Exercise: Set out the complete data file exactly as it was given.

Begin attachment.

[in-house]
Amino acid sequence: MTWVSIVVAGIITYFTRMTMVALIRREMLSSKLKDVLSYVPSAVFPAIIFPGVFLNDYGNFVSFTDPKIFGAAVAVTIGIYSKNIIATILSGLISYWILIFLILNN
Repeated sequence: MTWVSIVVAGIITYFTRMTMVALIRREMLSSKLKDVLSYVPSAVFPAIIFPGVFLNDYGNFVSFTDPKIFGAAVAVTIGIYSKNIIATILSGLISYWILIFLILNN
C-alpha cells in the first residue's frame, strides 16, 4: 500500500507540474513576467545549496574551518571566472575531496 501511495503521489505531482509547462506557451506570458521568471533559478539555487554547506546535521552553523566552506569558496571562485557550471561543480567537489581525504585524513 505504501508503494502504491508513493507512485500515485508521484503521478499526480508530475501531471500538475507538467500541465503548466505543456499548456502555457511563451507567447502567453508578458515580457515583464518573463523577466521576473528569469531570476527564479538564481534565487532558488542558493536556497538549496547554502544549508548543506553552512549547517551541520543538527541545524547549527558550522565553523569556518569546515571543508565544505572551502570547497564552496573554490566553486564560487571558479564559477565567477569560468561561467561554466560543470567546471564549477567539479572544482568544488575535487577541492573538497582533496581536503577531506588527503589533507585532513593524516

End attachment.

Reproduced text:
[in-house]
Amino acid sequence: MTWVSIVVAGIITYFTRMTMVALIRREMLSSKLKDVLSYVPSAVFPAIIFPGVFLNDYGNFVSFTDPKIFGAAVAVTIGIYSKNIIATILSGLISYWILIFLILNN
Repeated sequence: MTWVSIVVAGIITYFTRMTMVALIRREMLSSKLKDVLSYVPSAVFPAIIFPGVFLNDYGNFVSFTDPKIFGAAVAVTIGIYSKNIIATILSGLISYWILIFLILNN
C-alpha cells in the first residue's frame, strides 16, 4: 500500500507540474513576467545549496574551518571566472575531496 501511495503521489505531482509547462506557451506570458521568471533559478539555487554547506546535521552553523566552506569558496571562485557550471561543480567537489581525504585524513 505504501508503494502504491508513493507512485500515485508521484503521478499526480508530475501531471500538475507538467500541465503548466505543456499548456502555457511563451507567447502567453508578458515580457515583464518573463523577466521576473528569469531570476527564479538564481534565487532558488542558493536556497538549496547554502544549508548543506553552512549547517551541520543538527541545524547549527558550522565553523569556518569546515571543508565544505572551502570547497564552496573554490566553486564560487571558479564559477565567477569560468561561467561554466560543470567546471564549477567539479572544482568544488575535487577541492573538497582533496581536503577531506588527503589533507585532513593524516